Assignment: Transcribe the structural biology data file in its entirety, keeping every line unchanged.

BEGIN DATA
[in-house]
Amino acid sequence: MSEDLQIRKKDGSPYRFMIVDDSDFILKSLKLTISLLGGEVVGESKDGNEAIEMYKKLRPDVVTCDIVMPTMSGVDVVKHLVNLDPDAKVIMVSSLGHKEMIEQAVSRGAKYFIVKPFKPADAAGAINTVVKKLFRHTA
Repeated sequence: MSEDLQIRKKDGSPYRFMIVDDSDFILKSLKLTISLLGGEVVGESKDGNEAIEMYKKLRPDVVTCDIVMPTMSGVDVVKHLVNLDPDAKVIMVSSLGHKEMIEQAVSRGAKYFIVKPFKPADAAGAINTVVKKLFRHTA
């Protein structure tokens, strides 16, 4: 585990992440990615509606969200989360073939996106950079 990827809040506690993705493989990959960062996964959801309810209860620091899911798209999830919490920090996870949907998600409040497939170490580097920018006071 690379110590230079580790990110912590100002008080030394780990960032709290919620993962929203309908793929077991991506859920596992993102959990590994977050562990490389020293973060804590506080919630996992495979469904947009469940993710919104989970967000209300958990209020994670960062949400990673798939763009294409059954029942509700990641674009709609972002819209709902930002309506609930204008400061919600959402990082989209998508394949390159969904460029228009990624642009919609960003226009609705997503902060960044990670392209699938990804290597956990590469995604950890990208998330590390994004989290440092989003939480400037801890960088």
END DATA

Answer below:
[in-house]
Amino acid sequence: MSEDLQIRKKDGSPYRFMIVDDSDFILKSLKLTISLLGGEVVGESKDGNEAIEMYKKLRPDVVTCDIVMPTMSGVDVVKHLVNLDPDAKVIMVSSLGHKEMIEQAVSRGAKYFIVKPFKPADAAGAINTVVKKLFRHTA
Repeated sequence: MSEDLQIRKKDGSPYRFMIVDDSDFILKSLKLTISLLGGEVVGESKDGNEAIEMYKKLRPDVVTCDIVMPTMSGVDVVKHLVNLDPDAKVIMVSSLGHKEMIEQAVSRGAKYFIVKPFKPADAAGAINTVVKKLFRHTA
């Protein structure tokens, strides 16, 4: 585990992440990615509606969200989360073939996106950079 990827809040506690993705493989990959960062996964959801309810209860620091899911798209999830919490920090996870949907998600409040497939170490580097920018006071 690379110590230079580790990110912590100002008080030394780990960032709290919620993962929203309908793929077991991506859920596992993102959990590994977050562990490389020293973060804590506080919630996992495979469904947009469940993710919104989970967000209300958990209020994670960062949400990673798939763009294409059954029942509700990641674009709609972002819209709902930002309506609930204008400061919600959402990082989209998508394949390159969904460029228009990624642009919609960003226009609705997503902060960044990670392209699938990804290597956990590469995604950890990208998330590390994004989290440092989003939480400037801890960088």